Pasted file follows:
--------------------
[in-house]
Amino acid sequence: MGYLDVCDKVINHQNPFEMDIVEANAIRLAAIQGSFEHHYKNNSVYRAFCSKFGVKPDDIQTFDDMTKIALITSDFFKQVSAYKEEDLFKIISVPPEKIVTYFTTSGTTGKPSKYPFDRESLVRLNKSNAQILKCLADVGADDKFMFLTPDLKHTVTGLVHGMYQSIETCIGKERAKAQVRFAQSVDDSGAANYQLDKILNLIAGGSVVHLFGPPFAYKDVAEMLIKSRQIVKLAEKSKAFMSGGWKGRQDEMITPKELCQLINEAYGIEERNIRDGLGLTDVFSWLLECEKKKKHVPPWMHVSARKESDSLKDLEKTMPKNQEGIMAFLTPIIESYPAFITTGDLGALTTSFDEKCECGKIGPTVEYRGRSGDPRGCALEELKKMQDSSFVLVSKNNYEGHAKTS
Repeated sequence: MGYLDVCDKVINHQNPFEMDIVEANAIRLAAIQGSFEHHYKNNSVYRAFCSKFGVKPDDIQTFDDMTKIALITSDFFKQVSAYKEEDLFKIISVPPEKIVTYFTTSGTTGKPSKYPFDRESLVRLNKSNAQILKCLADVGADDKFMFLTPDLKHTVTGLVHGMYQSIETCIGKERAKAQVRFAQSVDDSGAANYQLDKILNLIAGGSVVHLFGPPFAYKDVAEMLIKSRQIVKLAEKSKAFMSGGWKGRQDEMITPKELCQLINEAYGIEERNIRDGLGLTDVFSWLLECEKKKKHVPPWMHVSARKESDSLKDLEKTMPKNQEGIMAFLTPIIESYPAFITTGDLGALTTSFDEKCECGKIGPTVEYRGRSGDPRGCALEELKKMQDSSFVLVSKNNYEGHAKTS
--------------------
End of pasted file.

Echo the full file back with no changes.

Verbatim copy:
[in-house]
Amino acid sequence: MGYLDVCDKVINHQNPFEMDIVEANAIRLAAIQGSFEHHYKNNSVYRAFCSKFGVKPDDIQTFDDMTKIALITSDFFKQVSAYKEEDLFKIISVPPEKIVTYFTTSGTTGKPSKYPFDRESLVRLNKSNAQILKCLADVGADDKFMFLTPDLKHTVTGLVHGMYQSIETCIGKERAKAQVRFAQSVDDSGAANYQLDKILNLIAGGSVVHLFGPPFAYKDVAEMLIKSRQIVKLAEKSKAFMSGGWKGRQDEMITPKELCQLINEAYGIEERNIRDGLGLTDVFSWLLECEKKKKHVPPWMHVSARKESDSLKDLEKTMPKNQEGIMAFLTPIIESYPAFITTGDLGALTTSFDEKCECGKIGPTVEYRGRSGDPRGCALEELKKMQDSSFVLVSKNNYEGHAKTS
Repeated sequence: MGYLDVCDKVINHQNPFEMDIVEANAIRLAAIQGSFEHHYKNNSVYRAFCSKFGVKPDDIQTFDDMTKIALITSDFFKQVSAYKEEDLFKIISVPPEKIVTYFTTSGTTGKPSKYPFDRESLVRLNKSNAQILKCLADVGADDKFMFLTPDLKHTVTGLVHGMYQSIETCIGKERAKAQVRFAQSVDDSGAANYQLDKILNLIAGGSVVHLFGPPFAYKDVAEMLIKSRQIVKLAEKSKAFMSGGWKGRQDEMITPKELCQLINEAYGIEERNIRDGLGLTDVFSWLLECEKKKKHVPPWMHVSARKESDSLKDLEKTMPKNQEGIMAFLTPIIESYPAFITTGDLGALTTSFDEKCECGKIGPTVEYRGRSGDPRGCALEELKKMQDSSFVLVSKNNYEGHAKTS